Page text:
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Stations in this sector
Work in progress
In anticipation of the commissioning of the first REM segment in the spring of 2023, dynamic testing of all REM components from the South Shore to Central Station continues. They will start at a moderate speed in November 2022 and then pick up speed until commissioning. Once the dynamic tests are completed, in 2023, a trial run will take place to test commercial service. For about a month, the system will run on schedule, approximately 20 hours a day, but without passengers. Once the required reliability is achieved, the REM will be able to open to the public.
The Île-des-Sœurs sector
Finishing work is underway in the Île-des-Soeurs area. Work is also continuing on accesses to the station.
Work in the Sud-Ouest sector
In Griffintown, work is nearing completion. In the Pointe-Saint-Charles sector, the rehabilitation of Marc-Cantin Street is continuing. The rehabilitation of Wellington Street will begin in the spring/summer of 2023.
Work on Central, McGill and Édouard-Montpetit stations and the Mont-Royal tunnel
The Central Station will be completed by the end of 2022. Interior work at the Édouard-Montpetit station is continuing. The McGill station and its technical rooms are being built. Work on the modernization of the Mont-Royal Tunnel is well underway, including the construction of a central wall and the installation of new rail infrastructure.
Works infoAll obstructions
Continued construction of McGill station and rehabilitation of the double arch of the Mont-Royal TunnelDetails
Continuation of construction of the entrance and fit-up of Édouard-Montpetit stationDetails
Prochaine Station (Next station): A podcast taking you behind the scenes of the Réseau express métropolitain (REM)Published on May 12, 2023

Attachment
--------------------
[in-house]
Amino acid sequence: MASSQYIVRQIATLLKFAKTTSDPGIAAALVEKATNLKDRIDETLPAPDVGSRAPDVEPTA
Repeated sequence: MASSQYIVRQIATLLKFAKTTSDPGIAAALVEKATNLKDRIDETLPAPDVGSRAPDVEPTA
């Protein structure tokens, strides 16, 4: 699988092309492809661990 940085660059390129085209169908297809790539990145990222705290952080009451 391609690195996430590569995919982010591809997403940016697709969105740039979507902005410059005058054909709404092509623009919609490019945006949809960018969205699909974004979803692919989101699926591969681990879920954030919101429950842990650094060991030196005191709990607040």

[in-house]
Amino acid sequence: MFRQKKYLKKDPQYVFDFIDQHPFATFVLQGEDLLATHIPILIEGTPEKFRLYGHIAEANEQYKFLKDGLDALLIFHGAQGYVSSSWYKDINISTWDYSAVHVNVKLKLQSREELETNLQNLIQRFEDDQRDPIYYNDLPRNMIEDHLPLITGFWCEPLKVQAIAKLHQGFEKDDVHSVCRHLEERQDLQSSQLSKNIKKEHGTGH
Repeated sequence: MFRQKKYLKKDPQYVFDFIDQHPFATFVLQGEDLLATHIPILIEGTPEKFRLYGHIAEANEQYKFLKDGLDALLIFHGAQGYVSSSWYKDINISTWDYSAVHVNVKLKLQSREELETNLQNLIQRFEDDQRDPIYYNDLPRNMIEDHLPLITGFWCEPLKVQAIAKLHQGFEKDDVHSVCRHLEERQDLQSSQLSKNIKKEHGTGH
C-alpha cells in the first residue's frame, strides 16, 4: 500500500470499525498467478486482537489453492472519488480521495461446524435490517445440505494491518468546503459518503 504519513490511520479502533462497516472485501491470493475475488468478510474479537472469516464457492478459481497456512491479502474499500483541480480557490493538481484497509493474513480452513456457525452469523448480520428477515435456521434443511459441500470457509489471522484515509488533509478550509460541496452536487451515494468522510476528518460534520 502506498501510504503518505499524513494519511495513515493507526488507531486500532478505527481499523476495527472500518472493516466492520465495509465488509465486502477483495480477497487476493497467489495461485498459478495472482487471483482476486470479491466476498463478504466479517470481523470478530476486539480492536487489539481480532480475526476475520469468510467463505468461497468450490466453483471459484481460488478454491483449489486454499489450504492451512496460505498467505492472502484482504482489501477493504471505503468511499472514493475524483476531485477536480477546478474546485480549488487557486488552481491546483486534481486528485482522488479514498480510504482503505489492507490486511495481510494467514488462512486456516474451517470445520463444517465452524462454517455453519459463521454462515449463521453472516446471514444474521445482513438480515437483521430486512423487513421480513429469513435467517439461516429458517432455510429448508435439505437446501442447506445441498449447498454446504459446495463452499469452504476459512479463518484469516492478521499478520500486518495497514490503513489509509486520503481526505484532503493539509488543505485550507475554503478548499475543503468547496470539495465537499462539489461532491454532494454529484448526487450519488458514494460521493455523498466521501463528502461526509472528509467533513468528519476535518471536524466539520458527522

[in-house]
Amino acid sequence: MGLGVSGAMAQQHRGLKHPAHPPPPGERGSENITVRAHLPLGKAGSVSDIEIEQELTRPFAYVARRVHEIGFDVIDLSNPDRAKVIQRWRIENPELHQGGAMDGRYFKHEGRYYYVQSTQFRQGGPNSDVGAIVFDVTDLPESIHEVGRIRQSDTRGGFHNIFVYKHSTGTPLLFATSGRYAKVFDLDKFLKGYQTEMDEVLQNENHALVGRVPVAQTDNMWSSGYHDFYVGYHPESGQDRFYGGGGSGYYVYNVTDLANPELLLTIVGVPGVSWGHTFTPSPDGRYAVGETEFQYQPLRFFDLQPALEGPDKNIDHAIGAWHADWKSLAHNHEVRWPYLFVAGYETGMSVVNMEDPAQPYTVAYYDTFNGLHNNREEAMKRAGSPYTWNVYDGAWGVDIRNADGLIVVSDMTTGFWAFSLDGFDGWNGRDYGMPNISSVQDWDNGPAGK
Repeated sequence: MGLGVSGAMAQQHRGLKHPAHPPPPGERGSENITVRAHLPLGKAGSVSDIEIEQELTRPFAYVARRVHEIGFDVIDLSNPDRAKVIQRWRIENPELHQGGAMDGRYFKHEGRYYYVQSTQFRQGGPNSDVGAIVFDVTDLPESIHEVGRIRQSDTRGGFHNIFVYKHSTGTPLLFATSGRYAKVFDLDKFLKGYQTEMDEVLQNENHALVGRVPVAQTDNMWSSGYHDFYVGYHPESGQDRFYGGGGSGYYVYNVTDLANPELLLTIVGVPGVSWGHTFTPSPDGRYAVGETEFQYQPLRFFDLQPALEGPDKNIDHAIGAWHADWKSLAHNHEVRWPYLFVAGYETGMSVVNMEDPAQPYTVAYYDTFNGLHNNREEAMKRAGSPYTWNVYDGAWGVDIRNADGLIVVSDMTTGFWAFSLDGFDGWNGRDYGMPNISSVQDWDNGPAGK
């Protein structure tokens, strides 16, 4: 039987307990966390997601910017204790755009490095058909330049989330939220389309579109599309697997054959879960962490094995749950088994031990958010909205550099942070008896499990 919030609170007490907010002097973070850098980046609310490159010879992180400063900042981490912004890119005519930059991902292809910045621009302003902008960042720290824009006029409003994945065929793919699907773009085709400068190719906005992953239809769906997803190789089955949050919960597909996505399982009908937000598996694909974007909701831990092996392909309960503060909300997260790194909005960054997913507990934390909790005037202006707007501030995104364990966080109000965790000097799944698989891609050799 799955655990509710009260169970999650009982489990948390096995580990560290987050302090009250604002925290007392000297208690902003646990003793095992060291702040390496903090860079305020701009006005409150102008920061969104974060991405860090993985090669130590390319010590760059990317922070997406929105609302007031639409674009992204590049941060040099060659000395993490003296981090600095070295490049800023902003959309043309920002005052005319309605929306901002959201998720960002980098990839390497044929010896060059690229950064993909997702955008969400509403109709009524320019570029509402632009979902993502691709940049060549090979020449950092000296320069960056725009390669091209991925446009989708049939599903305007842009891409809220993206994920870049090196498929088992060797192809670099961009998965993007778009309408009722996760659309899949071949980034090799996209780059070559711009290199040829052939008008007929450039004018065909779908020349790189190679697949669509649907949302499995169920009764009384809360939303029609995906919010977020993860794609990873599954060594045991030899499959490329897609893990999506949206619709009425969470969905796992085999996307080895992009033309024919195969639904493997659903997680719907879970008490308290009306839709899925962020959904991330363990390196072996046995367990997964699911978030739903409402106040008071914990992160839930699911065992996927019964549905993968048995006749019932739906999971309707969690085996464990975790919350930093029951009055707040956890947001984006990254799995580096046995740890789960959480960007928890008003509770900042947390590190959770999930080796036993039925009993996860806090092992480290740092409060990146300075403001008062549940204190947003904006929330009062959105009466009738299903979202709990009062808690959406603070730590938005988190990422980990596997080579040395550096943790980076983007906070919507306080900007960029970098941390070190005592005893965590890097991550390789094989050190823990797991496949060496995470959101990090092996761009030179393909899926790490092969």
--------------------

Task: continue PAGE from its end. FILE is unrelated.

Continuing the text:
Update : South Shore timeline and report on work completedPublished on October 21, 2022
Five innovative techniques to build the REMPublished on September 26, 2022
The work will generate noise, vibrations and dust. The sidewalk will be closed in front of Pavillon Marie-Victorin, but no road closures are planned.
We are aware of the inconveniences that construction work can generate in a residential zone and near education and infant care institutions. All appropriate measures will be put in place to minimize impact on surrounding residents, including the use of acoustic screens and of a sprayer (fine droplets of water) to keep dust down, and a close monitoring of noise, air quality and vibrations.
The technology chosen for the REM is an automated metro. This type of technology is quieter than heavy trains (no whistle at station arrival or alarm at grade crossings, electric brakes, etc.). While the REM’s rolling stock was designed to minimize noise, once the light rail is in operation, sound may be audible.
REM construction and operation are governed by a regulatory framework established by the Government of Québec. Noise modelling was performed to assess the anticipated noise that the REM in operation will generate and to determine mitigation measures that may be required, such as erection of permanent noise walls along the route. Required mitigation measures will be implemented before the REM is commissioned.
Noise walls will be erected on certain segments in the Smith Street and future Griffintown–Bernard-Landry Station sector.
The Basin Peel Station planned in the original reference project will be located in Griffintown, on the southbound overpass, between Ottawa and William Streets.
The elevated structure alignment allows for stations to be added. In a subsequent phase and depending on the needs and wishes of the City of Montréal, a station could be added in the Pointe-Saint-Charles sector.